Tzatziki 150 150 David Rosengarten


The great yogurt-and-cucumber combo of Greece and Turkey is very popular in the U.S., where it usually does multiple duty. In a thicker form, it’s often served on meze appetizer platters (along with hommos, taramasalata, baba ganouj, etc.) When it’s a little thinner, it’s sometimes served at parties as a dip. And when its runny, it is often served as a sauce for kebabs, gyros, lamb dishes. The following great recipe is fully adjustable, texture-wise (by adding or subtracting yogurt)–but, as constituted, it’s a thick, garlicky stand-up version.

makes 8-12 servings as part of a Greek appetizer course

2 cups whole milk yogurt
2 small cucumbers
1 teaspoon kosher salt
2 tablespoon chopped fresh mint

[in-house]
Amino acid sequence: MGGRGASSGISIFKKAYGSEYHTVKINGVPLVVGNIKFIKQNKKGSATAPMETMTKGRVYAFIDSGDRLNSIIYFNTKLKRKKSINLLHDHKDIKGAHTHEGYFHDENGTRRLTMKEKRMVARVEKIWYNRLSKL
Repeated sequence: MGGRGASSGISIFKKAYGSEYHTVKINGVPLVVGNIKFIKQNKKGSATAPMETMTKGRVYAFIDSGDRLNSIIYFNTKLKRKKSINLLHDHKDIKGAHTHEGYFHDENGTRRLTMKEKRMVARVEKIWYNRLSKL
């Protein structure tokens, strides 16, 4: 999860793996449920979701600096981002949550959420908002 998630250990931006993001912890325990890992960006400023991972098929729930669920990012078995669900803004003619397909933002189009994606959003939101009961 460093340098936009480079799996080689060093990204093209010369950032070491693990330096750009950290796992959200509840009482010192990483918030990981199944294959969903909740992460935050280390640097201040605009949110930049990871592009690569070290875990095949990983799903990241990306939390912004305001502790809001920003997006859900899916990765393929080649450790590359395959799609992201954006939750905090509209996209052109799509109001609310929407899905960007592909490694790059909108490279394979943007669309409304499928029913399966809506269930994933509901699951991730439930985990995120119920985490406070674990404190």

2 tablespoon chopped fresh dill
1 tablespoon olive oil
2 teaspoons finely chopped garlic
2 teaspoons white wine vinegar
1 teaspoon lemon juice
1/2 teaspoon sugar

1. Line a strainer (or a coffee filter) with cheesecloth. Add yogurt, cover with plastic wrap, place over bowl and drain overnight in the refrigerator. After draining you should have about 1 1/4 cups thick yogurt. Reserve. Reserve the liquid that drained off, as well.

2. Peel cucumbers and halve lengthwise. Scoop out seeds with a spoon and discard. Thinly slice cucumbers and place in a strainer over a bowl. Toss cucumbers with 1 teaspoon kosher salt and let drain 30 minutes, tossing occasionally. Rinse briefly, and dry on a kitchen towel.

3. Place yogurt in a medium bowl. Add cucumbers and remaining ingredients. Stir to combine. Season to taste with salt and pepper.

NOTE: If mixture is too thick for your purpose, add back some of the drained yogurt liquid until you reach the desired consistency.

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